The New Mexico Meadow Jumping Mouse

By Rueben Gay

Did you know the New Mexico Meadow Jumping Mouse, Zapus hudsonius luteus (NMMJM) can jump up to ten times its body length? These fascinating creatures are not called jumping mice for nothing. They are capable of making leaps of up to three feet; an incredible ten times their body length.

The NMMJM is a very unique water-loving animal that lives along the south-western rivers and streams. What makes this mouse so unique is its large back feet, which aid in jumping from grass to grass and also swimming around riparian areas. The NMMJM is a semi-aquatic animal, but unlike the other subspecies of mead jumping mouse, it is only found in areas that have year-round water flow, and it is rarely found away from running water.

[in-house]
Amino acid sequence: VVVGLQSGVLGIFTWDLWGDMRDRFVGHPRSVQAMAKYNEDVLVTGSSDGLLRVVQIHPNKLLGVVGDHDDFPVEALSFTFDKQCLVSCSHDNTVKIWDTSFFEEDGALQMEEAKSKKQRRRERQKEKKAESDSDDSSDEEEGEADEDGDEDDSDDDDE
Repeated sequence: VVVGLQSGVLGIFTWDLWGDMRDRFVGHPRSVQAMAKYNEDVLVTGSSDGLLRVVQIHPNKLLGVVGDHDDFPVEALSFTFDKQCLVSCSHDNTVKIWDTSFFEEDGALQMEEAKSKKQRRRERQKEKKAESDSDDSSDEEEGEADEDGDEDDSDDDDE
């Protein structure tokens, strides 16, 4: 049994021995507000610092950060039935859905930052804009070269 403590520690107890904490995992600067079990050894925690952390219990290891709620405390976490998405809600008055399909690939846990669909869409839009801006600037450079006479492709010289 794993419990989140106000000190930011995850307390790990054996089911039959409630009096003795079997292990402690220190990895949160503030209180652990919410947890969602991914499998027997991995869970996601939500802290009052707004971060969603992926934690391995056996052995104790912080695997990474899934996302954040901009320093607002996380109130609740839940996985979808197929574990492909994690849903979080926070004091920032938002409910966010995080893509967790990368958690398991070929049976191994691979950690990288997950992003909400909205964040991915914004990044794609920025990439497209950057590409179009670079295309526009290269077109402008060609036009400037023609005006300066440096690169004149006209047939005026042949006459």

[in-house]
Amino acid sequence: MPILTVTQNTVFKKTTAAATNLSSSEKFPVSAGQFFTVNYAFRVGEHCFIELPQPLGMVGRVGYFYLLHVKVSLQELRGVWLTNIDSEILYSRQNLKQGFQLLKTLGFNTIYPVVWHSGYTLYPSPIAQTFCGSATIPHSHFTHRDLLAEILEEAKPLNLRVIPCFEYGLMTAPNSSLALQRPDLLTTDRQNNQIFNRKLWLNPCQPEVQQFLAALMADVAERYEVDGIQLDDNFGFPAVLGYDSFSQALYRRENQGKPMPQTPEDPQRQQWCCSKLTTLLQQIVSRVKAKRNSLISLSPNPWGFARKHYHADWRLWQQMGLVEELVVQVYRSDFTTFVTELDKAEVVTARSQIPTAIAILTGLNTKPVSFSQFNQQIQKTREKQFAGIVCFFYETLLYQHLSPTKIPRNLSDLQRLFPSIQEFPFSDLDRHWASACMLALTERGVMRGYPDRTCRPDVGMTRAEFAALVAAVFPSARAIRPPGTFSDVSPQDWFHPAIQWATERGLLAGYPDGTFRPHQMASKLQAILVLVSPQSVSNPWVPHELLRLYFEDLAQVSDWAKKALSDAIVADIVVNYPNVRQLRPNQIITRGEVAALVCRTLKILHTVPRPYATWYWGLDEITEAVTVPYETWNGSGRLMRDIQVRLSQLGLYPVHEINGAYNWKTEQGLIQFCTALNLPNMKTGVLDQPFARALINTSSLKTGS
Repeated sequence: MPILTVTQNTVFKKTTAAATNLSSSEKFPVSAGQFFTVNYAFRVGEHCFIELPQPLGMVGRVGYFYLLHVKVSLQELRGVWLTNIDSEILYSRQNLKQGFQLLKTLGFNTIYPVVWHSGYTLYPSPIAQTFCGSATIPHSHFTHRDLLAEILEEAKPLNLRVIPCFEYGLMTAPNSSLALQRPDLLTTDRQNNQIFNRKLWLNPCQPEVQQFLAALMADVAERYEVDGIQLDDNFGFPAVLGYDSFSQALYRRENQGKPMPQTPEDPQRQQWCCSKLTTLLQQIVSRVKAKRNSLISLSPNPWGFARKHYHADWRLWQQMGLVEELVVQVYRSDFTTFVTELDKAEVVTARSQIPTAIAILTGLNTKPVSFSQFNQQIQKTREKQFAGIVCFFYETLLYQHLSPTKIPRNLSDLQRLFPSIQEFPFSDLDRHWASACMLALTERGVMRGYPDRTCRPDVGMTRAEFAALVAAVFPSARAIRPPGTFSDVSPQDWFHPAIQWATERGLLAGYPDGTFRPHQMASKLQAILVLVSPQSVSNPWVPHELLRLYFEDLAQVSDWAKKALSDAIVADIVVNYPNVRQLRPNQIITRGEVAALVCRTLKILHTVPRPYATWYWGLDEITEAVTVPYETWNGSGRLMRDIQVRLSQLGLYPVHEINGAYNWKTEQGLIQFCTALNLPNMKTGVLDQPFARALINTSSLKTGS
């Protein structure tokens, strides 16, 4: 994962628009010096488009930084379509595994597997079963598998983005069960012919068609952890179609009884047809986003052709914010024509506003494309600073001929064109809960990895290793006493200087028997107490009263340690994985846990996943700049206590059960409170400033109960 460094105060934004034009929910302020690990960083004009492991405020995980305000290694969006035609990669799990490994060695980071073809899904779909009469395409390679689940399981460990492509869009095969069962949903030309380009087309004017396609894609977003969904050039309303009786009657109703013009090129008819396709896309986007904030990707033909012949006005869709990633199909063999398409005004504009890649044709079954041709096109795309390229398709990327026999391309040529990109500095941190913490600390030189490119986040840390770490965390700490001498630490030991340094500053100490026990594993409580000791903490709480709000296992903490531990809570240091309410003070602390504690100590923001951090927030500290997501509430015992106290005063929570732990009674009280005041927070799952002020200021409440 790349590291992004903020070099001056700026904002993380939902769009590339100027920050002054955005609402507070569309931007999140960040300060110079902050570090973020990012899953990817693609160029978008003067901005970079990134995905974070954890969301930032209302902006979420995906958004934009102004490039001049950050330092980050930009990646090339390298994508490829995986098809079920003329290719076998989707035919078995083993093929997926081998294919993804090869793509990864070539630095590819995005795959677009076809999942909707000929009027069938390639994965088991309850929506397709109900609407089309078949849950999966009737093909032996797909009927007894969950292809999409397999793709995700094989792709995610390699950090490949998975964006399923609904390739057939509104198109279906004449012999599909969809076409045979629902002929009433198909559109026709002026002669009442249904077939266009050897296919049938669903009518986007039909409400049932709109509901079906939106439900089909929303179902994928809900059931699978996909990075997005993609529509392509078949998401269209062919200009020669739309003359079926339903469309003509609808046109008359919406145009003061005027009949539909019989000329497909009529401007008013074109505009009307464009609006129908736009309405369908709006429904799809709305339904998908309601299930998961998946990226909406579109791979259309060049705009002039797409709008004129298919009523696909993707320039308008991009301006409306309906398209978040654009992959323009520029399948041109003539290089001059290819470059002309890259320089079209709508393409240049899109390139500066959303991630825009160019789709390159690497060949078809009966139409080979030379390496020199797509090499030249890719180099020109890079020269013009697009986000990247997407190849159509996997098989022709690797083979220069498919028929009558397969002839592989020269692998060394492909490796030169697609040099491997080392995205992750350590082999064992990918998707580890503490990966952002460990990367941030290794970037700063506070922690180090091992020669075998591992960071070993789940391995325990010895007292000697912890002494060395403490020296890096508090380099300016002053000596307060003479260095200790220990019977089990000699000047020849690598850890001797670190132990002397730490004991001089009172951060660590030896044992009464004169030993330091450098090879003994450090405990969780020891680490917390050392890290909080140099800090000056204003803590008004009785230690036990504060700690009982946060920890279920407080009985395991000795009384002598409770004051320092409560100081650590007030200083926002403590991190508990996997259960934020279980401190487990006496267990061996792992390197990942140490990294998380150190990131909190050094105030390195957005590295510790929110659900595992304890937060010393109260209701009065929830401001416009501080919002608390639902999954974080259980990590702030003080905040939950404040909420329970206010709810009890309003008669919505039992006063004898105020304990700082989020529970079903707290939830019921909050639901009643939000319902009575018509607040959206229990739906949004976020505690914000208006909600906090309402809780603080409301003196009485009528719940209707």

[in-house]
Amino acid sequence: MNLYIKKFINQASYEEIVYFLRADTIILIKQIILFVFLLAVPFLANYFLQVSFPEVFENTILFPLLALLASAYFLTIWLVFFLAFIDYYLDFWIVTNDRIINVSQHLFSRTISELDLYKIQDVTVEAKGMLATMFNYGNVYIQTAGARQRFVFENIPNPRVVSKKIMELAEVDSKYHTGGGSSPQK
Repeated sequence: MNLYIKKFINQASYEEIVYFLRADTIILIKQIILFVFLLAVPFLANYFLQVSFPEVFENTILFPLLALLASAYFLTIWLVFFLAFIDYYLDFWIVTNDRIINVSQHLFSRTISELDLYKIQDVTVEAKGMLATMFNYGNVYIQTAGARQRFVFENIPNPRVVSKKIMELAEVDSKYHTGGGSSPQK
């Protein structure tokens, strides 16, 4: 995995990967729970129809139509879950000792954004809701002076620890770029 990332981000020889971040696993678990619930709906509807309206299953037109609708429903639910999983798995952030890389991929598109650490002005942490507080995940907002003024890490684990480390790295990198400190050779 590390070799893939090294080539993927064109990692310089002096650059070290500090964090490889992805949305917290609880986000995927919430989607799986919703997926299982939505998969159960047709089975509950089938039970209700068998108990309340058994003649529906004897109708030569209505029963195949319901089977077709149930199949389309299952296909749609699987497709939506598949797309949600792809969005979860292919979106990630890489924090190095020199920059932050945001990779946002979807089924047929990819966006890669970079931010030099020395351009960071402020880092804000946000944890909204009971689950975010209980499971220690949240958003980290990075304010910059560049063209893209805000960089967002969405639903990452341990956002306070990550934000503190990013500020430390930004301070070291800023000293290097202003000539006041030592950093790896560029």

Another characteristic which makes them unique is the amount of sleep they need. For instance, the NMMJM found in the Sacramento Mountains may hibernate ten months of the year. These little mice forage along the banks and edge of streams to fatten up for their long hibernation period. Ultimately, perennial moist or wet habitats provide the mouse with an abundant food source and an ideal living environment. They forage in areas up to 300 feet in size, eating fruits, seeds, insects, snails, slugs, and millipedes.

The Sacramento Ranger District is currently gathering data on the NMMJM to study its population density, preferred habitat, and how it responds to the current drought conditions.